As you continue to work with your agent you should never feel that they’re hiding something from you or that you have to pry certain information from them. While you might not enjoy getting bad news you do, however, want an agent who gives the bad as readily as the good.
5. Working Relationship
The last point I’ll make is an outcropping of that foundation of trust we just mentioned. Your agent should be easy to work with in that they use technology to expedite working with them. If you work with someone who can’t receive faxes and doesn’t respond to emails for days it will be very hard to achieve anything with their service, most likely.
Secondly you should get along with your agent enough to where you’re not arguing over things. Real estate transactions can be very emotionally trying for everyone involved sometimes — if you’re working with someone who adds stress to the process for you then you will, almost guaranteed, have a better experience working with someone who has a personality that’s easier for you to deal with.
Putting It All Together
You’re a first time buyer: If you work with an agent that fills all of those musts I’ve mentioned above, then the process of buying an investment property should move forward with you having to do a minimum of your own research. Your agent might not have every answer but they can at least point you towards a solution. If your agent meets all those best qualities then not only will your questions be answered almost on the spot but they’ll also be able to explain why the answer you’re getting is the right one, from their own experience. This relationship will be more like a working mentorship, a crash course in the ins and outs of real estate investing.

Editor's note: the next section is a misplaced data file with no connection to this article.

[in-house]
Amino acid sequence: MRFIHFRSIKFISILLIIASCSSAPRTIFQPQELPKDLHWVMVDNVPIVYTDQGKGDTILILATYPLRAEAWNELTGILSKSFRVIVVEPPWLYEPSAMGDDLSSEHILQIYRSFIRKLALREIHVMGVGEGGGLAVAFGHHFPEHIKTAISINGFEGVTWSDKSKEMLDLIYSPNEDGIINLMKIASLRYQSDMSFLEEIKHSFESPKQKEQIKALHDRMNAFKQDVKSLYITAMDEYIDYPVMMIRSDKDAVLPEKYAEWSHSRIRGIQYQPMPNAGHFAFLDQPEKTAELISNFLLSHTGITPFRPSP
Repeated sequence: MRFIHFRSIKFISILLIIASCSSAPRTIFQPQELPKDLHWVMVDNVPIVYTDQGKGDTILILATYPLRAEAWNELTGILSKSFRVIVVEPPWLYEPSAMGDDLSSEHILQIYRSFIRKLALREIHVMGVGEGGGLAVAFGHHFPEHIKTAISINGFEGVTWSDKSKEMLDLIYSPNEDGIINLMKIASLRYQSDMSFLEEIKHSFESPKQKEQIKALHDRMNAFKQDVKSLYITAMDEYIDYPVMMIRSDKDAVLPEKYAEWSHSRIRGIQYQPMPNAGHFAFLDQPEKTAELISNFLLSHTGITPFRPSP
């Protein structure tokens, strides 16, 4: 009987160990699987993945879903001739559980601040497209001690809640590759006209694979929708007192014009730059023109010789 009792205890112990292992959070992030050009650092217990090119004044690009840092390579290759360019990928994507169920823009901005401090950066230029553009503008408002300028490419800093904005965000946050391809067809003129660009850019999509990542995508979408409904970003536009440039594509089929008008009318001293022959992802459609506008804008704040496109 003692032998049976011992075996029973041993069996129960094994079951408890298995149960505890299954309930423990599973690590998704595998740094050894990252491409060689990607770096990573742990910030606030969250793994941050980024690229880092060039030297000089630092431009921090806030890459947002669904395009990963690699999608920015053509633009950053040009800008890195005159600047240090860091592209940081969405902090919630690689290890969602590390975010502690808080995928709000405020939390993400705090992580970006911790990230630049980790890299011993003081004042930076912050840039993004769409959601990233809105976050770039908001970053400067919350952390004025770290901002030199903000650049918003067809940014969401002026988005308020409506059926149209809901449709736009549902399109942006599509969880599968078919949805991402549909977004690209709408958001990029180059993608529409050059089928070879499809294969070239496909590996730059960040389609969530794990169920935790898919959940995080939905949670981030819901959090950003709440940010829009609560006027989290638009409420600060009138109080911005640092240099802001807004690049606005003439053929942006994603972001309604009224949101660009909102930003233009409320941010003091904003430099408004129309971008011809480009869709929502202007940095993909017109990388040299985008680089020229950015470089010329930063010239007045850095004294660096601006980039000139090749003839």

You’re already an investor: If this isn’t your first rodeo, so to speak, then you’ll only really be using an agent who meets the musts for their service as an agent. If they’re another investor then you’ll be able to bat ideas off each other about whatever situation might arise.
There are, of course, other things that I could include on this list: negotiation skills would be one of the highest additions. What I focused on here were things that will help you focus on your goals and save you time and money.
Back to my bias: Those are the top 5 ways I believe I, personally, can help investors find properties that match their financial goals. If you’ve already invested what are the top things you look for in an agent? If you’re starting out, what would you consider adding to this list?